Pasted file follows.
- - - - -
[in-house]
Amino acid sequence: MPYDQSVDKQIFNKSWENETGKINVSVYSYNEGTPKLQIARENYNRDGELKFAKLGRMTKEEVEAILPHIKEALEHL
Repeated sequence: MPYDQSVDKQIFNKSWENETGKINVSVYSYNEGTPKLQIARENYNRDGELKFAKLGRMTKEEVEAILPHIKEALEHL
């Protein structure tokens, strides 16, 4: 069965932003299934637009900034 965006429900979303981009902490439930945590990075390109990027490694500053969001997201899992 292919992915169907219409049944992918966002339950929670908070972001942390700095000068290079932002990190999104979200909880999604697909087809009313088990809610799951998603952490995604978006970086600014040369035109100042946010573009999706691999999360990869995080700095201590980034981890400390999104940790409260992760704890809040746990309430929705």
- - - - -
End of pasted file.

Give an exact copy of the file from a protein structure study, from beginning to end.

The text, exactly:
[in-house]
Amino acid sequence: MPYDQSVDKQIFNKSWENETGKINVSVYSYNEGTPKLQIARENYNRDGELKFAKLGRMTKEEVEAILPHIKEALEHL
Repeated sequence: MPYDQSVDKQIFNKSWENETGKINVSVYSYNEGTPKLQIARENYNRDGELKFAKLGRMTKEEVEAILPHIKEALEHL
């Protein structure tokens, strides 16, 4: 069965932003299934637009900034 965006429900979303981009902490439930945590990075390109990027490694500053969001997201899992 292919992915169907219409049944992918966002339950929670908070972001942390700095000068290079932002990190999104979200909880999604697909087809009313088990809610799951998603952490995604978006970086600014040369035109100042946010573009999706691999999360990869995080700095201590980034981890400390999104940790409260992760704890809040746990309430929705």